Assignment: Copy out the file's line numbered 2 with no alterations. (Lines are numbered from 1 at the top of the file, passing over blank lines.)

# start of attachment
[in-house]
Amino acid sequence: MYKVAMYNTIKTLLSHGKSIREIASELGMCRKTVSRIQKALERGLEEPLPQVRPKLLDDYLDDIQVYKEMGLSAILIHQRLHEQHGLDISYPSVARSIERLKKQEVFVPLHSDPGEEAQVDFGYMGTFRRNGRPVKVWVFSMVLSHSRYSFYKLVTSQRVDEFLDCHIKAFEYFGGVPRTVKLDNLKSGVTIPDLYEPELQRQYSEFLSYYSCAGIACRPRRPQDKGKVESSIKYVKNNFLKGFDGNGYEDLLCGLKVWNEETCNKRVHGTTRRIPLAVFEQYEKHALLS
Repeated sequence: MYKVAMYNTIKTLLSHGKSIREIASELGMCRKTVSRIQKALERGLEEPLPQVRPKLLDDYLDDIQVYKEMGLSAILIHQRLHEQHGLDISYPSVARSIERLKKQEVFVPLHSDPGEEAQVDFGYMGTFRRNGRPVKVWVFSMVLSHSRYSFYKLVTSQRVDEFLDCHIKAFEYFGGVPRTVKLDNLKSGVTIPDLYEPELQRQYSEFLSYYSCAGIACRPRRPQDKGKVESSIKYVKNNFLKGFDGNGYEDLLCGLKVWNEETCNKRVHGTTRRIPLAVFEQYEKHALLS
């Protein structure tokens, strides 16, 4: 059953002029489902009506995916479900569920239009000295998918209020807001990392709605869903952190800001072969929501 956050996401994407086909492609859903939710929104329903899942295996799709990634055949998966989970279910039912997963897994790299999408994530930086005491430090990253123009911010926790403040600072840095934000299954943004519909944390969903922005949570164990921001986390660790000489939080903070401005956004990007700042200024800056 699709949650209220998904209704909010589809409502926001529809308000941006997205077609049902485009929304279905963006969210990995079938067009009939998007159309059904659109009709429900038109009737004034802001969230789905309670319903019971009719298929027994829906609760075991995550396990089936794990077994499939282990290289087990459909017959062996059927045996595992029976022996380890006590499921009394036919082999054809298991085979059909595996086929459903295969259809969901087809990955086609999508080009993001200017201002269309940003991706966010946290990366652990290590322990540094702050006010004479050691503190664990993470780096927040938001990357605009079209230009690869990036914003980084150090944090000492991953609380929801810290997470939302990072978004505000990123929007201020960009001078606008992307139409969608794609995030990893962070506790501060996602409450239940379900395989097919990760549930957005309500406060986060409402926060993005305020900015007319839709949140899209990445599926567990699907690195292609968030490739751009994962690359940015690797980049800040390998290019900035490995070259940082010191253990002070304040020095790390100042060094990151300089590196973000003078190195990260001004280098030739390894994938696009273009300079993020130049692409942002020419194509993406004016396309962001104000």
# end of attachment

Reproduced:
Amino acid sequence: MYKVAMYNTIKTLLSHGKSIREIASELGMCRKTVSRIQKALERGLEEPLPQVRPKLLDDYLDDIQVYKEMGLSAILIHQRLHEQHGLDISYPSVARSIERLKKQEVFVPLHSDPGEEAQVDFGYMGTFRRNGRPVKVWVFSMVLSHSRYSFYKLVTSQRVDEFLDCHIKAFEYFGGVPRTVKLDNLKSGVTIPDLYEPELQRQYSEFLSYYSCAGIACRPRRPQDKGKVESSIKYVKNNFLKGFDGNGYEDLLCGLKVWNEETCNKRVHGTTRRIPLAVFEQYEKHALLS